Comment: Smart Contracts have actually gotten smarter since ETH launched in July 2015. It's because Smart Contract builders needed to learn Solidity and how it functions and interoperates before they could spread their wings as designers. With more time and experience under their belts, the early SC builders that stuck to it have gotten much better.
In Andre Cronje, we may have been witness to the rise of the next Satoshi or Vitalik of crypto. There is a reason that a couple of days ago, I counted 6 of 41 YF clones - nearly 15% - among the top gainers on the day. Success breeds copycats showing a ton of flattery. A smart contract is so smart, it can be used to be stacked upon other smart contracts such as at Aave or Maker.
True innovation takes time, sacrifice, blood, sweat, and tears. It does not come without cost to those doing the innovating.
There is not a single project in DeFi, CeFi, or even all of cryptocurrency that can claim the breadth and diversity of innovation and product reach that is found in the $YFI ecosystem. As a tech investor and professional nerd who's been involved at Research Labs and around product development and testing since before the year 2000. Prior to that I've ready widely and keenly to keep up with technological changes and assess investment potential in these disruptive changes nearly my whole life.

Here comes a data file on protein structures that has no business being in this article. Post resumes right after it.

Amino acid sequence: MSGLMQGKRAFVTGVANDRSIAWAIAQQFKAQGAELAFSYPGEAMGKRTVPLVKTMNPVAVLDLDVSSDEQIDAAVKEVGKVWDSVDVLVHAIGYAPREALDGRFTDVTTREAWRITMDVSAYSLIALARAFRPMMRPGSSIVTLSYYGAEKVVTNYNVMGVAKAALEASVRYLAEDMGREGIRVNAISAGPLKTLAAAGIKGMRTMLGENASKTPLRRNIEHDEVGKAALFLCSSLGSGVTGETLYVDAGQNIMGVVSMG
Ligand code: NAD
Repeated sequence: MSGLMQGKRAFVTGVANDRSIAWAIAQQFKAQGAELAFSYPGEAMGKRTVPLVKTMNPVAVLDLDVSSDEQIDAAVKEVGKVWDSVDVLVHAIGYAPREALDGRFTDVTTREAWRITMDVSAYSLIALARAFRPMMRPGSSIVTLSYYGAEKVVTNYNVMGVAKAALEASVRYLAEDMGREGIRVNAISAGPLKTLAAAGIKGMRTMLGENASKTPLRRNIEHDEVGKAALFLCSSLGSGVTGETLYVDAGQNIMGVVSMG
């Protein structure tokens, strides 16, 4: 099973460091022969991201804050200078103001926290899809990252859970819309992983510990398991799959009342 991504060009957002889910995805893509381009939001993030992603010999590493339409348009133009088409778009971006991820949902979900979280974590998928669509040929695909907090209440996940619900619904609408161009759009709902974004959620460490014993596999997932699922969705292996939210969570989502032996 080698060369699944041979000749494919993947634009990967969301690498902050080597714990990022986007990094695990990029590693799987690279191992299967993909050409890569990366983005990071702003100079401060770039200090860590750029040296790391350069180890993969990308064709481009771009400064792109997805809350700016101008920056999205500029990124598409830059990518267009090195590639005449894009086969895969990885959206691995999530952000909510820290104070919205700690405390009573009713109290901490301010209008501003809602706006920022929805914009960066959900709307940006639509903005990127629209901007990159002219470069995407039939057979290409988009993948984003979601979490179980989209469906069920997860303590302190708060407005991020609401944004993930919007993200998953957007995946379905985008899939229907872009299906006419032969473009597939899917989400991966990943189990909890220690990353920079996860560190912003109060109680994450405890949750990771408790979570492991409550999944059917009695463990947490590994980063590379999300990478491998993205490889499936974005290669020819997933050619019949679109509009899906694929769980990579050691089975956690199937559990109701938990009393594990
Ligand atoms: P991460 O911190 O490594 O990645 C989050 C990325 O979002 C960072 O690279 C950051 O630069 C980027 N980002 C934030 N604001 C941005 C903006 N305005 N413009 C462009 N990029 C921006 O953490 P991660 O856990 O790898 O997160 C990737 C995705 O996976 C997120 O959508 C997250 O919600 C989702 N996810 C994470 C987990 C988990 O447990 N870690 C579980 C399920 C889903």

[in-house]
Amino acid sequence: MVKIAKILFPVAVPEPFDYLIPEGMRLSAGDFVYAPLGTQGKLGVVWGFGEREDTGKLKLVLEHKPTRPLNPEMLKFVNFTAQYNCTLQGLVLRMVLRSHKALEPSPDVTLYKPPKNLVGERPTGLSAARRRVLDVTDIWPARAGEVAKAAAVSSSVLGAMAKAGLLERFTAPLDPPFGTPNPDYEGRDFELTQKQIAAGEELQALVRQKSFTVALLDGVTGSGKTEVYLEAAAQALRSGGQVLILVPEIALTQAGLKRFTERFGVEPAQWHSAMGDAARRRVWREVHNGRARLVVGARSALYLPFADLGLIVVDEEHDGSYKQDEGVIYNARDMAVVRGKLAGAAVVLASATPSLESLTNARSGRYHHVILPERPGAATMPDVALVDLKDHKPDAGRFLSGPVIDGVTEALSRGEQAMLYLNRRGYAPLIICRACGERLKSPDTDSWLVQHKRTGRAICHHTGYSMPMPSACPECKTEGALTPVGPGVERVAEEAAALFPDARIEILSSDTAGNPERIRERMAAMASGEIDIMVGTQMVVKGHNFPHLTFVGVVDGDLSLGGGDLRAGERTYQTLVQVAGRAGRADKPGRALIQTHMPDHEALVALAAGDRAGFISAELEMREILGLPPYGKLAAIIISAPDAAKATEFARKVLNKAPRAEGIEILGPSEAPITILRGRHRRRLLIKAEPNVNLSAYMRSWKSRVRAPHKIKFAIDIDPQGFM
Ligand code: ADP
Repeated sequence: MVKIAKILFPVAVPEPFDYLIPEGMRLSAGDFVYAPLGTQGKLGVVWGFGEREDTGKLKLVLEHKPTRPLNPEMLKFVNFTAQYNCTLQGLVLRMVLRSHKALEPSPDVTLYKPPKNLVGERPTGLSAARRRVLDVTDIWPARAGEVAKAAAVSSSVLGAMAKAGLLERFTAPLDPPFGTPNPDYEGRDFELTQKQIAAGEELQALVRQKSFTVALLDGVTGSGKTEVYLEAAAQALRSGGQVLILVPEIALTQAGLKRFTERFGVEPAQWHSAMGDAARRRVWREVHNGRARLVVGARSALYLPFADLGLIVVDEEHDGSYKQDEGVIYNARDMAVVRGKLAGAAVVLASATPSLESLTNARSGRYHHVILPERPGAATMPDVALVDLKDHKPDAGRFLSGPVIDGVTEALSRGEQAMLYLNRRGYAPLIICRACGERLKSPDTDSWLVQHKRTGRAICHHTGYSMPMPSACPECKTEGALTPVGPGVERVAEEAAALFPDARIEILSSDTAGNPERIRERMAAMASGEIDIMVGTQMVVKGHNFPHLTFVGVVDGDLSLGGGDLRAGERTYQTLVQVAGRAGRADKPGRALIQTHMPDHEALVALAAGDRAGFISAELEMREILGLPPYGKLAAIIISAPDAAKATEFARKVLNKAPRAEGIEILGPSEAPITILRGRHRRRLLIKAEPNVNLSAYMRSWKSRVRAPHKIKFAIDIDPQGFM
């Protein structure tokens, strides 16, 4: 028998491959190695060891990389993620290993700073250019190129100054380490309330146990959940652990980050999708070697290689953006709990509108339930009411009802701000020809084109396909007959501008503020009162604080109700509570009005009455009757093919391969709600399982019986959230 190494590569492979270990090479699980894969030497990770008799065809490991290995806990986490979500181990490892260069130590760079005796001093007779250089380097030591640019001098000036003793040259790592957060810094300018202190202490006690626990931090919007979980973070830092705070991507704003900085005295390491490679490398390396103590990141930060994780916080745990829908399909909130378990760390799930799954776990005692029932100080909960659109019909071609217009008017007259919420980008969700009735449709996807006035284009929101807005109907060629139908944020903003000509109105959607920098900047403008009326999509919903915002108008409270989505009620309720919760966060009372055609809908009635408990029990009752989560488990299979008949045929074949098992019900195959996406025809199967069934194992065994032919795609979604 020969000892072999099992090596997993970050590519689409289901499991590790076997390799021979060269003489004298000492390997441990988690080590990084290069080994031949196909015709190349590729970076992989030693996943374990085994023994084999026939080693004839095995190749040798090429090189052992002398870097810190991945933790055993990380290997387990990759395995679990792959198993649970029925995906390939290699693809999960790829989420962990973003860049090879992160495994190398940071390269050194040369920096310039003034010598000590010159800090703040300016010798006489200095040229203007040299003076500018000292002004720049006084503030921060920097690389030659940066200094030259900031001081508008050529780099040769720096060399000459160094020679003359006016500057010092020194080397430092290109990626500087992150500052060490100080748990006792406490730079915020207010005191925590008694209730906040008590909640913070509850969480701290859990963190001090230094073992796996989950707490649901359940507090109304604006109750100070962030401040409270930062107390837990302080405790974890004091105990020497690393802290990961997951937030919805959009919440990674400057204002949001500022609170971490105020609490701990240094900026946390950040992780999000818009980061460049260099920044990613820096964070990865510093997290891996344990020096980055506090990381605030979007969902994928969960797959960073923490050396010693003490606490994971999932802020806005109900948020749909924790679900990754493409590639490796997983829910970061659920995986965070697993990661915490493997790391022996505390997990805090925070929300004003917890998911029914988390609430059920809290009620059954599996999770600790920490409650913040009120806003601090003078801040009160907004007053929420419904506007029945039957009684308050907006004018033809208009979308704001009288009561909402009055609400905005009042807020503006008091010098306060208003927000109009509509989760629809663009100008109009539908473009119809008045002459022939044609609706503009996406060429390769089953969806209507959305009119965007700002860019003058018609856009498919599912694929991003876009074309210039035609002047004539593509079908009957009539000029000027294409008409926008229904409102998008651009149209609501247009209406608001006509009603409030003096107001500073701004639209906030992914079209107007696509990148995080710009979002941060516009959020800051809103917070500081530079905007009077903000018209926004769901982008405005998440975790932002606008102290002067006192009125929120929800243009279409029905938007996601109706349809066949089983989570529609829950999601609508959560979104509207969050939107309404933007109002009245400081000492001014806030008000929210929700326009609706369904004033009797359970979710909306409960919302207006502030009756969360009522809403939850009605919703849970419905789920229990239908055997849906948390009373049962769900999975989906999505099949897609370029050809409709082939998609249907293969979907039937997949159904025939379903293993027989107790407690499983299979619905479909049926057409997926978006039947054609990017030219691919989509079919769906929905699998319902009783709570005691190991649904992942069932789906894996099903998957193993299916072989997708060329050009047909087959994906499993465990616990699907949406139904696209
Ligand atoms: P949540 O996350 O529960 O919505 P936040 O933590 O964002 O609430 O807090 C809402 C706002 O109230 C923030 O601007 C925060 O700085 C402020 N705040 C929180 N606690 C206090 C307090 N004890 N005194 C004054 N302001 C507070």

The amount of innovation shown in this project is breathtaking if you're a Tech or FinTech researcher. It's being released at a ridiculously rapid pace that is simply unmatched in any private or government research lab anywhere, let alone at any CeFi or traditional financial institution one can name. The only comparable levels of innovation shown by this young project is typically only seen during periods of epochal changes such as The Renaissance or times of strife and war, such as World War II.
Unless you've been in the industry and working with coders: I don't think those that haven't been around software development and testing can understand, can truly grasp that no one, no group does this. This isn't normal. This rapid-fire release of truly innovative code and intelligent strategies would have to be comparable to some of the greatest creative periods of human ingenuity and creativity. It's truly on par with periods of brilliance seen by thinkers like Newton, Einstein and Tesla, except with software code and concepts in decentralized finance. When the history of FinTech writes this chapter in its history, $YFI may need its own section or chapter.
Don't forget all of these financial instruments we take for granted all around us, all had a simple start somewhere, whether it was an IOU system of credit, insurance, stocks, bonds, derivatives, futures, options, and so on...they all started off as an idea somewhere that had to get tested sooner or later "in production."
One brilliant aspect of $YFI Smart Contracts is that they're built as a profitable layer atop existing DeFi protocols, extracting further value from base crypto assets and even primary crypto derivatives. $YFI is built atop existing smart contracts to create further value where there was none before, and help maximize gains for long term investors.